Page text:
For those who can't function in the morning, a cup of coffee is key. For those who can't even function enough to make that cup of coffee, there's the Barisieur. This innovative alarm clock (now available at Urban Outfitters) awakens the sleeper with the smell of coffee and the gentle rattle of stainless steel ball bearings as the water boils.

Take sugar or milk? There's a special compartment for milk so the liquid stays fresh and cool until you're ready to use it in the morning. On the front, there's a drawer for sugar. The whole tray can even be removed for easy cleaning.

Not a coffee fan? The Barisieur also brews loose-leaf tea.

The milk vessel of the coffee alarm clock
Barisieur, Urban Outfitters

The gadget also has an actual alarm that can be set to sound before or during the coffee making process. 

This invention was thought up by product designer Joshua Renouf as part of his studies at Nottingham Trent University in the UK. Though the idea started as just a prototype for class back in 2015, Renouf managed to make it a reality, and you can now buy one of your very own.

At $445, the alarm clock is quite an investment, but for coffee lovers who have trouble forcing themselves out of bed, it might be more than worth it. Go ahead, picture waking up slowly to the smell of roasted coffee beans and only having to sit up in bed and enjoy.

Buy it at one of the retailers below:

[h/t: Design-Milk.com]

A version of this article first ran in 2015. It has been updated to reflect the product's current availability.

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If March 15 Is the Ides of March, What Does That Make March 16?

iStock.com/bycostello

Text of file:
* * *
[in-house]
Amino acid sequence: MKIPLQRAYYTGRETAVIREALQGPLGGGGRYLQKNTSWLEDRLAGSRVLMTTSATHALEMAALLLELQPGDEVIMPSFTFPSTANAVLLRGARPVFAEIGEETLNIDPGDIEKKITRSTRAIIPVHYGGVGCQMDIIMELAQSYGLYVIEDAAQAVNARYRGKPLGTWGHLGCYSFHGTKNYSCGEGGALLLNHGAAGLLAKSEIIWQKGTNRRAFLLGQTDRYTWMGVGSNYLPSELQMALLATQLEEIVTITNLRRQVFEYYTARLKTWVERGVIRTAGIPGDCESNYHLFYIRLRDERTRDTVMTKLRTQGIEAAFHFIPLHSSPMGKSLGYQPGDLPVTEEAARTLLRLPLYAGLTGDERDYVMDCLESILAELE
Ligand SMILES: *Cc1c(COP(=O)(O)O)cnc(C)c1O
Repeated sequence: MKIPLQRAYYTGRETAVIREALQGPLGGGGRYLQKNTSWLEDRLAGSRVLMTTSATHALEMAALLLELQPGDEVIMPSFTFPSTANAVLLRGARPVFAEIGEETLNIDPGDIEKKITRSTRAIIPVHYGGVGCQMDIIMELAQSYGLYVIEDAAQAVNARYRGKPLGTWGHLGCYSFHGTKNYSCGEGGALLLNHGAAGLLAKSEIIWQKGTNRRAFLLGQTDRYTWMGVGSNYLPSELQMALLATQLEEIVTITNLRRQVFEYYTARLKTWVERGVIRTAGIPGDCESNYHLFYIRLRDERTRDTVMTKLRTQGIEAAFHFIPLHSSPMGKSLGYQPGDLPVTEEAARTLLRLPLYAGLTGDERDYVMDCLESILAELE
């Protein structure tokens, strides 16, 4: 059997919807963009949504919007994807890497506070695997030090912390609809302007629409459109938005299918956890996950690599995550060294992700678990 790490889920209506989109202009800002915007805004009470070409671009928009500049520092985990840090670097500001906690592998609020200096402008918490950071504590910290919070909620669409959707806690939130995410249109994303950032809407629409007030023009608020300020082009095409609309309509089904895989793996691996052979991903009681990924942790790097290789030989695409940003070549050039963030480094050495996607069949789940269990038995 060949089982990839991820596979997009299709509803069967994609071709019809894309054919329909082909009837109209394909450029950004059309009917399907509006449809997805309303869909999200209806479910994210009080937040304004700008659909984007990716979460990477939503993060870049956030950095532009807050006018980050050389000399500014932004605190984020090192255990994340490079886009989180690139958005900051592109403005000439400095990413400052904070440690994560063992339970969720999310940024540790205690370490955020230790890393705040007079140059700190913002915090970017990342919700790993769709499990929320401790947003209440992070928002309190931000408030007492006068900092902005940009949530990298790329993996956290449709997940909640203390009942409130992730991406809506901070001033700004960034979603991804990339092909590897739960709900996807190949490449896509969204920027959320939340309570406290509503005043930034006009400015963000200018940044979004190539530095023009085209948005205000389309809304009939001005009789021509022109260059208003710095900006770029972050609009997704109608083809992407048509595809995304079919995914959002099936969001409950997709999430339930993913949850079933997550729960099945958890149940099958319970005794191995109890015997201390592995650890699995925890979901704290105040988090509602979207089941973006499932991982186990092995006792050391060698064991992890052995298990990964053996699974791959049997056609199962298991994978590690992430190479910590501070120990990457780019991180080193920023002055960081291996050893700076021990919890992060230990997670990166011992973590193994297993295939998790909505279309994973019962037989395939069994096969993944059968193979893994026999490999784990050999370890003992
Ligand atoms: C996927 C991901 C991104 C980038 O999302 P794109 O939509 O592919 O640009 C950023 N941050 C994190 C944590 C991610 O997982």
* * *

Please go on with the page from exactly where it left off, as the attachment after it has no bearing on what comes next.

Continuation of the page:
iStock.com/bycostello

Everyone knows that the soothsayer in William Shakespeare's Julius Caesar was talking about March 15 when he warned the Roman emperor to "beware the Ides of March." We also all know Caesar's response: "Nah, I gotta head into the office that day." But if March 15 is the Ides of March, what does that make March 16?

At the time of Caesar's assassination, Romans were using the Julian calendar (introduced by Julius Caesar himself). This was a modified version of the original Roman calendar, and it is very similar to the one we use today (which is called the Gregorian calendar). A major difference, however, was how Romans talked about the days.

Each month had three important dates: the Kalends (first day of the month), the Ides (the middle of the month), and the Nones (ninth day before the Ides, which corresponded with the first phase of the Moon). Instead of counting up (i.e., March 10, March 11, March 12), Romans kept track by counting backwards and inclusively from the Kalends, Ides, or Nones. March 10 was the sixth day before the Ides of March, March 11 was the fifth day before the Ides of March, and so on.

Because it came after the Ides, March 16 would’ve been referred to in the context of April: "The 17th day before the Kalends of April." The abbreviated form of this was a.d. XVII Kal. Apr., with "a.d." standing for ante diem, meaning roughly "the day before."

So, had Julius Caesar been murdered on March 16, the soothsayer's ominous warning would have been, "Beware the 17th day before the Kalends of April." Doesn't have quite the same ring to it.

This story first ran in 2016.